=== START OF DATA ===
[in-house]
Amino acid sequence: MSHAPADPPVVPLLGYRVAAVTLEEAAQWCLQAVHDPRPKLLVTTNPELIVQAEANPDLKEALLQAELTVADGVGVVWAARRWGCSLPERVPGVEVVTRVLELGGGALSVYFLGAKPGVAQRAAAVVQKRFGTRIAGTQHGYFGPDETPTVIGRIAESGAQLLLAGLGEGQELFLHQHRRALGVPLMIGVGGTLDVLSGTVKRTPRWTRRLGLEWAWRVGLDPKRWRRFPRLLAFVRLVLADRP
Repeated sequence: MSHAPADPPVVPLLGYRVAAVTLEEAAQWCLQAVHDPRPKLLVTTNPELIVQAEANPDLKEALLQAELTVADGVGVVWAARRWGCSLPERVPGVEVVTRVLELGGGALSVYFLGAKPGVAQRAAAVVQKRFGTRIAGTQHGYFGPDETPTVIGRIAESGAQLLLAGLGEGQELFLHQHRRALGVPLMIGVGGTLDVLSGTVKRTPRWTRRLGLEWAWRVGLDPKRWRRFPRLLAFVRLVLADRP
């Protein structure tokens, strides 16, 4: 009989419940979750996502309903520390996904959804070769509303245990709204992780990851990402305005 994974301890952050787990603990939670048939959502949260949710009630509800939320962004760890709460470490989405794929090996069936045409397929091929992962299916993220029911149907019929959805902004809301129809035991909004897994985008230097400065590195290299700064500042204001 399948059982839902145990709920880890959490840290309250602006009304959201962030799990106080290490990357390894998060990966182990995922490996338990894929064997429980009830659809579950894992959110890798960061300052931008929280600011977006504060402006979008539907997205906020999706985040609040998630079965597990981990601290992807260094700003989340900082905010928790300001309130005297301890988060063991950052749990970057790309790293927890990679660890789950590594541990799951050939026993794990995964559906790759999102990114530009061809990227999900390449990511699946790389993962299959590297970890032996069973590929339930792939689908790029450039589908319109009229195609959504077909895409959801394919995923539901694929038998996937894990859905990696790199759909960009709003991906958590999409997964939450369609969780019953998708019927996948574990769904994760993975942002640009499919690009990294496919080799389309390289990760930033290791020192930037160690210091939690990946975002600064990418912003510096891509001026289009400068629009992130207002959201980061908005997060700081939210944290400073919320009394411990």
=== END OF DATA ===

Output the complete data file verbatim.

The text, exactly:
[in-house]
Amino acid sequence: MSHAPADPPVVPLLGYRVAAVTLEEAAQWCLQAVHDPRPKLLVTTNPELIVQAEANPDLKEALLQAELTVADGVGVVWAARRWGCSLPERVPGVEVVTRVLELGGGALSVYFLGAKPGVAQRAAAVVQKRFGTRIAGTQHGYFGPDETPTVIGRIAESGAQLLLAGLGEGQELFLHQHRRALGVPLMIGVGGTLDVLSGTVKRTPRWTRRLGLEWAWRVGLDPKRWRRFPRLLAFVRLVLADRP
Repeated sequence: MSHAPADPPVVPLLGYRVAAVTLEEAAQWCLQAVHDPRPKLLVTTNPELIVQAEANPDLKEALLQAELTVADGVGVVWAARRWGCSLPERVPGVEVVTRVLELGGGALSVYFLGAKPGVAQRAAAVVQKRFGTRIAGTQHGYFGPDETPTVIGRIAESGAQLLLAGLGEGQELFLHQHRRALGVPLMIGVGGTLDVLSGTVKRTPRWTRRLGLEWAWRVGLDPKRWRRFPRLLAFVRLVLADRP
């Protein structure tokens, strides 16, 4: 009989419940979750996502309903520390996904959804070769509303245990709204992780990851990402305005 994974301890952050787990603990939670048939959502949260949710009630509800939320962004760890709460470490989405794929090996069936045409397929091929992962299916993220029911149907019929959805902004809301129809035991909004897994985008230097400065590195290299700064500042204001 399948059982839902145990709920880890959490840290309250602006009304959201962030799990106080290490990357390894998060990966182990995922490996338990894929064997429980009830659809579950894992959110890798960061300052931008929280600011977006504060402006979008539907997205906020999706985040609040998630079965597990981990601290992807260094700003989340900082905010928790300001309130005297301890988060063991950052749990970057790309790293927890990679660890789950590594541990799951050939026993794990995964559906790759999102990114530009061809990227999900390449990511699946790389993962299959590297970890032996069973590929339930792939689908790029450039589908319109009229195609959504077909895409959801394919995923539901694929038998996937894990859905990696790199759909960009709003991906958590999409997964939450369609969780019953998708019927996948574990769904994760993975942002640009499919690009990294496919080799389309390289990760930033290791020192930037160690210091939690990946975002600064990418912003510096891509001026289009400068629009992130207002959201980061908005997060700081939210944290400073919320009394411990």